The riverine country of Bangladesh (“Land of the Bengals”) is one of the most densely populated countries in the world, and its people are predominantly Muslim.
In 1971, it became the independent country of Bangladesh, with its capital at Dhaka.
Bangladesh is bordered by the Indiantates of West Bengalto the west and north, Assamto the north, Meghalayato the north and northeast, and Tripuraand Mizoramto the east. To the southeast, it shares a boundary with Myanmar(Burma). The southern part of Bangladesh opens into the Bay of Bengal.
The vast majority of the population of Bangladesh is Bengali—a term describing both an ethnic and a linguistic group. The Bengali people are historically of diverse origin, having emerged from the confluenceof various communitiesthat entered the region over the course of many centuries. The Veddaeoples were perhaps the earliest group to settle in the area. According to some ethnologists, they were followed by peoples from the Mediterranean and neighbouring areas, particularly those who spoke Indo-European languages. During the 8th century CE, persons of Arab, Persian, and Turkish origin moved in large numbers to the subcontinent. By the beginning of the 13th century, they had entered what is now Bangladesh.
Bengali (Bangla), the national language of Bangladesh, belongs to the Indo-Aryangroup of languages and is related to Sanskrit. Like Pali, however, and various other forms of Prakritin ancient India, Bengali originated beyond the influence of the Brahmanociety of the Aryans. The Palarulers of Bengal (8th to 12th century)—who were Buddhists and whose religious language was Pali—did not inhibitthe emergence of a colloquialtongue known as Gaudiya Prakrit, the language from which Bengali developed.
Bengali is the mother tongue of almost the entire opulationof Bangladesh. However, the indigenousminority groups have their own languages and dialects, some of which are Tibeto-Burman languages. English, an Indo-European language, is spoken in urban centres and among educated groups.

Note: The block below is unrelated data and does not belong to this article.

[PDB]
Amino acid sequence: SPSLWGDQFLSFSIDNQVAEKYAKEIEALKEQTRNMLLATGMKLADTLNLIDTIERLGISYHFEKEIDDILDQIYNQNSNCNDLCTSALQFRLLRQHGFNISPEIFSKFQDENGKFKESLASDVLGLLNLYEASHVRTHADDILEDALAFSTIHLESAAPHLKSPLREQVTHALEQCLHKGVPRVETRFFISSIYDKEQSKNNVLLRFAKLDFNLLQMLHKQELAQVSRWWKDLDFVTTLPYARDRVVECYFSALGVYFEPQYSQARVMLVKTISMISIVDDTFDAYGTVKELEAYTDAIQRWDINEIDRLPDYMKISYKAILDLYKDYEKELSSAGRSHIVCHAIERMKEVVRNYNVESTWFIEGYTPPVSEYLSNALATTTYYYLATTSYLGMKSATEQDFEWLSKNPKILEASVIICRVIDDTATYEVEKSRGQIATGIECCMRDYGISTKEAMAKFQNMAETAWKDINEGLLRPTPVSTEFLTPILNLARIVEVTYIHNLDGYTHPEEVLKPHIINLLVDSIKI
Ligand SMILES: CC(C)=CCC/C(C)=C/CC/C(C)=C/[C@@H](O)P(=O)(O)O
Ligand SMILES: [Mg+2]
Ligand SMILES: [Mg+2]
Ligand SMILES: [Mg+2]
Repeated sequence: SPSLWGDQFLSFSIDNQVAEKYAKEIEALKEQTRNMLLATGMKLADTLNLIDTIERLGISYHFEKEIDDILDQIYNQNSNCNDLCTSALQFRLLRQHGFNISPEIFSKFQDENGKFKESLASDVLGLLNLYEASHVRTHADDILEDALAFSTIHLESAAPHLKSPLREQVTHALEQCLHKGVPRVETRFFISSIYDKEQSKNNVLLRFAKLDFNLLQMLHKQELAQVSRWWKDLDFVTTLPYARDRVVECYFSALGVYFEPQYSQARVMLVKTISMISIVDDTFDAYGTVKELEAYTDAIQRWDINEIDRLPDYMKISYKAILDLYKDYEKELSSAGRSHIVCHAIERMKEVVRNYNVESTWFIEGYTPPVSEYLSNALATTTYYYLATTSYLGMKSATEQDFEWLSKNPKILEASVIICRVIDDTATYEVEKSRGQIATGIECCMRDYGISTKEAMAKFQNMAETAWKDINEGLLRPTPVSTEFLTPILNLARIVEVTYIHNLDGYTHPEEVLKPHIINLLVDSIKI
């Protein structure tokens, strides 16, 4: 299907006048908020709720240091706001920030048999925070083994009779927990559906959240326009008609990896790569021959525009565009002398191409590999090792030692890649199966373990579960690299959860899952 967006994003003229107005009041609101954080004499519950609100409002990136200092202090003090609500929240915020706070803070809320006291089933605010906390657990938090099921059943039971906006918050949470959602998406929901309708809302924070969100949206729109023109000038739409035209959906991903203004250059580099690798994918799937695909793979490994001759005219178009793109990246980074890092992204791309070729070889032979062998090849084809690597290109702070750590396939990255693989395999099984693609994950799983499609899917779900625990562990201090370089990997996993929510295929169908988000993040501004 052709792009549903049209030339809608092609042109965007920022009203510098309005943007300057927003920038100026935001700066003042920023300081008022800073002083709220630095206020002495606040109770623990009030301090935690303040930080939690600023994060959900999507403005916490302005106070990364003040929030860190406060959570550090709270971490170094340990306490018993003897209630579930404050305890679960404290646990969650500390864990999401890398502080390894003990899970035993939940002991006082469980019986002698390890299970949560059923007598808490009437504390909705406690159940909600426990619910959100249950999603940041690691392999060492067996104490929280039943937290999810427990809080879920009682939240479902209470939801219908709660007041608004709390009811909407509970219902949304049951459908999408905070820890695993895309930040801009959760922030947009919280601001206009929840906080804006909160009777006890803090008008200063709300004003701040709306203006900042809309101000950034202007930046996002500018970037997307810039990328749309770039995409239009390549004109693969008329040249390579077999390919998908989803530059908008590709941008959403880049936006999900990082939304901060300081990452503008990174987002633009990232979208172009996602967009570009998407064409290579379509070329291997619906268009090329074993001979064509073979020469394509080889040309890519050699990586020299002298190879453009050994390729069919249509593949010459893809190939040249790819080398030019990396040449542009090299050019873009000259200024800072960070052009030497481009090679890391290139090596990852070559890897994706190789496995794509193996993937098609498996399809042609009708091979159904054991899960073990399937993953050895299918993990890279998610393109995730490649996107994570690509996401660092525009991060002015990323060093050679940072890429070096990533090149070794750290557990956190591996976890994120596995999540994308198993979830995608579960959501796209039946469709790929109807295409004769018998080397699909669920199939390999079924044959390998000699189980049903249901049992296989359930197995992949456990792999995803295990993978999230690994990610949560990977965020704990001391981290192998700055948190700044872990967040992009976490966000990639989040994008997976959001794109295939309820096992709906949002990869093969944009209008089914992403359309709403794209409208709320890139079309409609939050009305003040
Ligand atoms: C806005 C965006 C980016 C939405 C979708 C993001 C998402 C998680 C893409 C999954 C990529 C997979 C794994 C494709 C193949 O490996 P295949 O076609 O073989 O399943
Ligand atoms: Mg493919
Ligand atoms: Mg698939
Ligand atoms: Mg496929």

Most of the people of Bangladesh follow the religion of Islam, which was made the official religion by a 1988 constitutionalamendment. The arrival of Muslims in Bengal at the beginning of the 13th century and the rapid increase in their strength and influence permanently changed the character and cultureof the area. When the Muslims first arrived, Hinduism was by far the dominant religion, although there were pockets of Buddhistsand a few adherents of local religions. The Hindus remained in the majority through the Mughaleriod (16th to 18th century). Even as late as the early 1870s, there were more than 18 million Hindus in Bengal, compared with about 16 million Muslims. From the 1890s onward, however, the weight began to shift toward the Muslims.
Bangladesh's heavy dependence on agriculturehas long contributed to seasonal unemployment among rural farmworkers, as well as to a generally low standard of livinging in many areas. To counteract this imbalance, a policy of industrialization was adopted in the mid-20th century. During the period of Pakistani administration (1947–71), priority was given to industries based on indigenous raw materials such as jute, cotton, hides, and skins. The principle of free enterprise in the private sector was accepted, subject to certain conditions, including the national ownership of public utilities. The industrial policy also aimed to develop the production of consumer goods as quickly as possible in order to avoid dependence on imports.